According to studies, dairy intake is considered low among children and adolescents [16, 17]. According to the United States Department of Agriculture (USDA), the daily recommendation of dairy for an adult with an energetic need of 2000 Kcal/day is 3 portions per day, but the US population only consumes half of the recommendation (1.5 portions per day) [18]. Also, some other studies conducted in different age groups indicated that the intake was below the recommended daily amount of dairy [19,20,21,22,23,24,25,26,27,28].

Although dairy consumption has countless benefits for improving health issues, the amount of dairy intake is lower than the international recommendations [22,23,24, 29], which can lead to an increase in the incidence of certain diseases such as osteoporosis, diabetes, colorectal cancer, and hypertension as well as healthcare costs [30]. In order to identify policy options to increase dairy intake, reviewing successful community-based strategies and their effectiveness is needed to help policy-makers in choosing the best policy options with respect to situations in each country. Considering the numerous evidence available and the lack of a systematic review in this field, this study was conducted to evaluate community-based interventions for improving dairy consumption and their effectiveness to help policy-makers in designing coherent public health strategies.


The present systematic review attempted to evaluate the effect of community-based interventions to increase dairy intake in all population groups. The main outcome of the present study was an increase in the amount of dairy intake in a healthy population. The reporting procedures were according to the guidelines presented by Preferred Reporting Items for Systematic Reviews and Meta-Analysis (PRISMA) (Supplementary material) [31].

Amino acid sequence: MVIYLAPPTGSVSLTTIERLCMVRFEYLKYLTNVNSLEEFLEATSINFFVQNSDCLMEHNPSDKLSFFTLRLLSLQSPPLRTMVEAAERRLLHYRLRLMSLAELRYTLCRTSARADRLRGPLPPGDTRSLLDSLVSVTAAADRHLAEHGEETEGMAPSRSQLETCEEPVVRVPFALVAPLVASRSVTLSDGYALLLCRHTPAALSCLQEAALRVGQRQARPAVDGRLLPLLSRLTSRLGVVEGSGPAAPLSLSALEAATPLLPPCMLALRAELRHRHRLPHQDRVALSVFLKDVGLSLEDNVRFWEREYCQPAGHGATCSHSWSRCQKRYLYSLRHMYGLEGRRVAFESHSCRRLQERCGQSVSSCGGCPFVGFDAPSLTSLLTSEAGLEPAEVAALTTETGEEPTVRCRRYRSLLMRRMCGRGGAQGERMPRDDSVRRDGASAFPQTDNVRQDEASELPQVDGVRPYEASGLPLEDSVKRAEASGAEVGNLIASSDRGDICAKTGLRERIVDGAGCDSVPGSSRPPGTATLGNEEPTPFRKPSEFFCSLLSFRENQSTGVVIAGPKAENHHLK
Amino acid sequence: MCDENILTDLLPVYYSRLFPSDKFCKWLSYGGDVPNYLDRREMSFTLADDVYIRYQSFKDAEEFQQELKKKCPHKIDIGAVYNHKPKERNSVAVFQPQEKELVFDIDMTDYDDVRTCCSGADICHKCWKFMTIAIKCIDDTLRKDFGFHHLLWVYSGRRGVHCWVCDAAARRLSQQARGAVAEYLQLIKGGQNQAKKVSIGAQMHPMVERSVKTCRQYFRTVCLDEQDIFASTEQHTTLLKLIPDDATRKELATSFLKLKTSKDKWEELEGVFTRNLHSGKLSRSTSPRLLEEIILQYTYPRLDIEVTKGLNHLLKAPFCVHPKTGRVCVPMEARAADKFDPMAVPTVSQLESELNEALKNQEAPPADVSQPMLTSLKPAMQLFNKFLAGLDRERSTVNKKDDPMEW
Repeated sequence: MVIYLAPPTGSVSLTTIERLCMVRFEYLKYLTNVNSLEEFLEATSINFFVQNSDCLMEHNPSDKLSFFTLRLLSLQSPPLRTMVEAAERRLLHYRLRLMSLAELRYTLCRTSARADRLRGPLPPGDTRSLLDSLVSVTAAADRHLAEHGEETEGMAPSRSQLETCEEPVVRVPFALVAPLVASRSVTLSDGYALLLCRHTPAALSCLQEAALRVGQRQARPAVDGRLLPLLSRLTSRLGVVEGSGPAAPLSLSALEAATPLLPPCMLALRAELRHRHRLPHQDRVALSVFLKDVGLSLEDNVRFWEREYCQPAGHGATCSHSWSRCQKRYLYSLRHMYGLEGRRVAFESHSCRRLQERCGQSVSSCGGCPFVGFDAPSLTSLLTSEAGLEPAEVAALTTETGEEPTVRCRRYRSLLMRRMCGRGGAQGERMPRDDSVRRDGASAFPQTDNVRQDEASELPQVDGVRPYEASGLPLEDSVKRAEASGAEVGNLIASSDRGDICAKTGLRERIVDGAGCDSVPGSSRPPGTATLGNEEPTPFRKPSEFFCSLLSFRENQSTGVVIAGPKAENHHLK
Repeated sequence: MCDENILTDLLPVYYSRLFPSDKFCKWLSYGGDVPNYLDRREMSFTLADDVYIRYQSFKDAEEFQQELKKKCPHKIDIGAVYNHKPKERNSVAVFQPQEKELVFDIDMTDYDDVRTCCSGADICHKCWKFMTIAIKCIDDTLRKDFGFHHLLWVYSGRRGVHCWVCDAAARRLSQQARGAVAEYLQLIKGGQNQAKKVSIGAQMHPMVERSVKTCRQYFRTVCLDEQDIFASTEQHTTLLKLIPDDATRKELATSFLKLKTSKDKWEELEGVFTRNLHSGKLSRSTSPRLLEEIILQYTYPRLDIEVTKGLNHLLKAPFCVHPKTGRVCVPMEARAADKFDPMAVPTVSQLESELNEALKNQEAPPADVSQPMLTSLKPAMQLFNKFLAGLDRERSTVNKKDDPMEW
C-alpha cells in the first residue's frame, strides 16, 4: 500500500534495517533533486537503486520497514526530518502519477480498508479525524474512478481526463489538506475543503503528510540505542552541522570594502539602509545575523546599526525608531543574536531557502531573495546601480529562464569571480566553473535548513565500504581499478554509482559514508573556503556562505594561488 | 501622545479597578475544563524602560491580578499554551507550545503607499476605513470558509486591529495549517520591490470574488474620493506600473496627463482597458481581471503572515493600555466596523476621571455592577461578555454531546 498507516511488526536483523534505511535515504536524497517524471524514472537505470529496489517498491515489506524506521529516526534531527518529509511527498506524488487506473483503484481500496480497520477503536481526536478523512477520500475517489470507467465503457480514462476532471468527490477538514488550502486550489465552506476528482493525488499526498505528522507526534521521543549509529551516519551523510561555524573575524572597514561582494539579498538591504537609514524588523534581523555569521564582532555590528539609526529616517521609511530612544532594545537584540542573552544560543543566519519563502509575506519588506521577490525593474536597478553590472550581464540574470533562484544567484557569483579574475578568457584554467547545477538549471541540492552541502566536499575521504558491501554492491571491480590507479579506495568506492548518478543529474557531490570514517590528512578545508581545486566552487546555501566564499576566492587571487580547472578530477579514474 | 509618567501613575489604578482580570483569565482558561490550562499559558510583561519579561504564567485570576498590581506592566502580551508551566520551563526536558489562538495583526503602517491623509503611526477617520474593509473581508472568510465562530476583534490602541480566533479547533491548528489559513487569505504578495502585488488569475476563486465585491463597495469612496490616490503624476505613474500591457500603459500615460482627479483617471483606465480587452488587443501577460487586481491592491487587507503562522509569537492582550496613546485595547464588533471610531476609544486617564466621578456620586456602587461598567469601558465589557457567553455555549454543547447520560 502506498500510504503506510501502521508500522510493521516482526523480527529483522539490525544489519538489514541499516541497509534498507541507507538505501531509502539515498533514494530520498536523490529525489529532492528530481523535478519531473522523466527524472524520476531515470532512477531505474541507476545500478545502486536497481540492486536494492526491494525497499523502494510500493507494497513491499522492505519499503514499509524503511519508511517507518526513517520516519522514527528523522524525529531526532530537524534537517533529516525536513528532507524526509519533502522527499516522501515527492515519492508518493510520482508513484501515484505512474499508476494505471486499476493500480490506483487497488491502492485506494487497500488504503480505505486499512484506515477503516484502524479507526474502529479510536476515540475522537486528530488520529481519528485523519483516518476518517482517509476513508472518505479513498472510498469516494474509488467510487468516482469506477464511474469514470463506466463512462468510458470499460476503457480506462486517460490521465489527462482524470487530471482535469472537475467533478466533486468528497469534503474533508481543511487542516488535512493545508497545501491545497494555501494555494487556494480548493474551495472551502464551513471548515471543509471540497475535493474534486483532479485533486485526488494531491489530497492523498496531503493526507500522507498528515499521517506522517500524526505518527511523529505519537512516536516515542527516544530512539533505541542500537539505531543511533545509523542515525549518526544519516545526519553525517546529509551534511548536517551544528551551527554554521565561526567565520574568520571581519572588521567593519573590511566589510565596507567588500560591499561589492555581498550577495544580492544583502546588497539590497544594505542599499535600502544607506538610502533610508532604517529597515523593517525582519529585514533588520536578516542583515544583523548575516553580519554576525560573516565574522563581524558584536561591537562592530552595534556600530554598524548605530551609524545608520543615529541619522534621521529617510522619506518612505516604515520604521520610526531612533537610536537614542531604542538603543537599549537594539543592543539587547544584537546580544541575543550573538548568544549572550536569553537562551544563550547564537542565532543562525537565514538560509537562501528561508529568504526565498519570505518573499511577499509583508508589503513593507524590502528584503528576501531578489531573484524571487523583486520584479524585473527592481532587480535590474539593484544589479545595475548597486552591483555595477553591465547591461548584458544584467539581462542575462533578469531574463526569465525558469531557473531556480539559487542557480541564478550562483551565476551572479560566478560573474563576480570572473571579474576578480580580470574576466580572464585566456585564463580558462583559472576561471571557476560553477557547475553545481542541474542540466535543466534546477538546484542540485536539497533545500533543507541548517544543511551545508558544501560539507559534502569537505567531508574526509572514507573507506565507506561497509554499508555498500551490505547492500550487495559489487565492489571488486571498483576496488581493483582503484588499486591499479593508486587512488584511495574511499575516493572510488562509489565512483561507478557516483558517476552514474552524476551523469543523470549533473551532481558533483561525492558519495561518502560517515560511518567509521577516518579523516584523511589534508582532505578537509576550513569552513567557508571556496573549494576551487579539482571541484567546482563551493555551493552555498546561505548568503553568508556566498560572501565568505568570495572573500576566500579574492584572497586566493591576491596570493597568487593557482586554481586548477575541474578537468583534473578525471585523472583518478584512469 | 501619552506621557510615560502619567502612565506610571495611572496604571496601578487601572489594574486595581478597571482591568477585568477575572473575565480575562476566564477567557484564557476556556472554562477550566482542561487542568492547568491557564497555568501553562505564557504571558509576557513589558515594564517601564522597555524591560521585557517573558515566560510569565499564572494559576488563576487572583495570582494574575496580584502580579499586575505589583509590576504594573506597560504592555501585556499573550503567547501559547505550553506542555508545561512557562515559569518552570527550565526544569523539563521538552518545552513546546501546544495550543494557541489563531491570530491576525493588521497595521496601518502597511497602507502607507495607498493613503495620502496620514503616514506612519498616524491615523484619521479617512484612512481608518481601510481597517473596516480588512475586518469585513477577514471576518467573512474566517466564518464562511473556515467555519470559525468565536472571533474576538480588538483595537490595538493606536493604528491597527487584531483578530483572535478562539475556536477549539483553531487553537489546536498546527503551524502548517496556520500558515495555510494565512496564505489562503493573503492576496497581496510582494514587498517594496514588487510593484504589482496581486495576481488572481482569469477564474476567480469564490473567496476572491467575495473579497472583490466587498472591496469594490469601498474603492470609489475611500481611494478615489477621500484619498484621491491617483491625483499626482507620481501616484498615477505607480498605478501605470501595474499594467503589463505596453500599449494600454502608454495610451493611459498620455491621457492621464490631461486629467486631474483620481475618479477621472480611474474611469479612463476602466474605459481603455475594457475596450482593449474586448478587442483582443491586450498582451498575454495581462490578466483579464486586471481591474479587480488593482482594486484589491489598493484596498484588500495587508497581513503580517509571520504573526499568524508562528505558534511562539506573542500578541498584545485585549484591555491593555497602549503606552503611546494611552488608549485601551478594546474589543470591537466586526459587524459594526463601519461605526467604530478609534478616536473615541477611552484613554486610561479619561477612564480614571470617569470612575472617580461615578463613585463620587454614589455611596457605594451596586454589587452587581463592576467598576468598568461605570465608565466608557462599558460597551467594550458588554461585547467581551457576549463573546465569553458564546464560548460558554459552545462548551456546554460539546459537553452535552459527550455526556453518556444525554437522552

Search strategy

This systematic review was designed and conducted in 2019. Such databases as PubMed, Scopus, Google Scholar, Cochrane Library, Science Direct, and Web of Science were systematically searched. The timeframe selected for searching articles was from 2000 to 2019. A number of prestigious journals in the field were also searched manually to identify and cover more articles, mainly the ones published after the database search was performed. After excluding articles which did not meet the inclusion criteria, the reference lists of the remaining articles were also searched to increase the reliability of identifying and reviewing the eligible articles. The databases of the European Association for Gray Literature Exploitation (EAGLE) and the Health Care Management Information Consortium (HMIC) were also searched for gray literature. The search strategy for PubMed was as follows: Search (dairy[Title/Abstract]) OR yoghurt[Title/Abstract]) OR yogurt[Title/Abstract]) OR milk[Title/Abstract] OR calcium[Title/Abstract]) AND "community based"[Title/Abstract]) OR community-based[Title/Abstract]) OR population-based[Title/Abstract]) OR evidence-based[Title/Abstract]) OR "population based"[Title/Abstract]) OR practice[Title/Abstract]) OR education[Title/Abstract]) OR "food policy"[Title/Abstract]) OR intervention[Title/Abstract]) OR implementation[Title/Abstract]) OR approach[Title/Abstract]) OR strategy[Title/Abstract]) AND "national program"[Title/Abstract]) OR country[Title/Abstract]) OR community[Title/Abstract]) NOT sheep[Title/Abstract]) NOT farm[Title/Abstract]) NOT cow[Title/Abstract]) NOT herd[Title/Abstract]) NOT lactation[Title/Abstract]) NOT newborn[Title/Abstract]) NOT infant[Title/Abstract]